Indy Eleven officials reveal new details on stadium financing

Editor's note: This is a substantially revised version of IBJ's story that originally ran on Feb. 16.

A bill that would provide state and local tax revenue for a downtown soccer stadium sailed through the House Ways and Means Committee on Monday.

The author, Rep. Todd Huston, R-Fishers, reassured committee members that the state would not be on the hook for $82.5 million in stadium bonds.

“That will be up to the city to negotiate,” he said. “I don’t know if it will be the team. It could be the city.”

The committee voted 20-3 in favor of the bill, though several members, both Democrat and Republican, cast their “yes” vote saying they reserved the right to change it on the House floor.

It’s unclear whether the stadium, requested by minor-league soccer team Indy Eleven, will generate enough tax revenue through the Professional Sports Development Area to cover its debt. A Legislative Services Agency analysis of a previous version of the bill found that ticket-tax revenue alone would not be enough to cover projected debt-service payments, which according to a team projection would range from $1.3 million to more than $5 million.

Unlike last year's proposal, which didn't advance, HB 1273 does not cap the state or local revenue that could be collected.

Under the amended version of the bill, however, the stadium would capture ticket taxes on top of state sales and income taxes. In addition, language was added so that a new downtown hotel, developed by soccer team owner Ersal Ozdemir in the Illinois Building, would be included in the PSDA, and could generate tax revenue to support the stadium bonds.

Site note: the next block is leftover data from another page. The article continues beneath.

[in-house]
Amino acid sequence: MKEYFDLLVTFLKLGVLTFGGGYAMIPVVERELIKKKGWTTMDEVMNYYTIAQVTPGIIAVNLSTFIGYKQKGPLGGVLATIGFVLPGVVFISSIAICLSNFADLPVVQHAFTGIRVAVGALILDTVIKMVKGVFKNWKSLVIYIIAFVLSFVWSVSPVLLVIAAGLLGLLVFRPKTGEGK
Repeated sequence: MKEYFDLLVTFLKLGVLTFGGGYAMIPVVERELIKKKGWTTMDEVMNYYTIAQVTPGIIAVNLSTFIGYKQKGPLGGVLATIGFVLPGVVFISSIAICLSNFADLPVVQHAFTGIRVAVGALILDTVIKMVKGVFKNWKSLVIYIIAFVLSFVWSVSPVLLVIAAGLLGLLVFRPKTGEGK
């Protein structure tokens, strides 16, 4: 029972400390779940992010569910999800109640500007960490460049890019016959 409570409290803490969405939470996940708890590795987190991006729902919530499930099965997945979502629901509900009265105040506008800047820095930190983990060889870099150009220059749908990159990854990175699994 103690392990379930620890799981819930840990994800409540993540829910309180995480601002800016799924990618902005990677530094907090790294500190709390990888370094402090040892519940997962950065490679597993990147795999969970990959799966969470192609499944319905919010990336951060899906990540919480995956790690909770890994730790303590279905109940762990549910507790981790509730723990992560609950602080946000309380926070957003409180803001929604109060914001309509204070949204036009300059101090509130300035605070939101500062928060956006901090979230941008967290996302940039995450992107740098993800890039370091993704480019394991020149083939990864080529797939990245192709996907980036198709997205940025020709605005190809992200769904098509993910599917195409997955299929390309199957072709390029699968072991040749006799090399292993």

IUPUI's Michael Carroll Stadium, IndyEleven's current home, also would be added to the PSDA. That would allow the team's current activity to generate tax revenue to back any bonds.

Indy Eleven's projections, contained in a pro forma submitted to the committee, show $1.37 million in local ticket taxes and $618,000 in state sales tax collected in 2018, the first year the stadium is assumed to be open. Those would be the two largest sources of tax revenue.

Those revenue sources would grow to $3 million in ticket taxes and $1.2 million in sales tax after 10 years, by 2027, according to the team’s projection.

In addition, the stadium would capture food and beverage tax, state income taxes and county income taxes.

Total stadium-related tax collections are projected to go from $2.3 million in 2018 to $4.9 million by 2028.

The pro forma assumes an average ticket price of $29.50 and an average paid attendance of 16,500. The team also said it expects the stadium to house a women’s pro team.

In addition to the state and local taxes, the financing assumes a $9.9 million cash contribution.

Indy Eleven accounting consultant Chris Johnston of KSM Consulting said it’s not clear yet whether the team or the city would provide the cash.

Indianapolis Deputy Mayor Adam Collins spoke in favor of the bill and said he’s working with the team on a potential deal.

The bill sets July 1, 2016, as a deadline for Marion County to approve a stadium.

Republican Rep. Bob Cherry of Greenfield predicted that another community in central Indiana would jump at the chance to host a stadium if Marion County doesn’t.

Indy Eleven still has not named a preferred site for the stadium.

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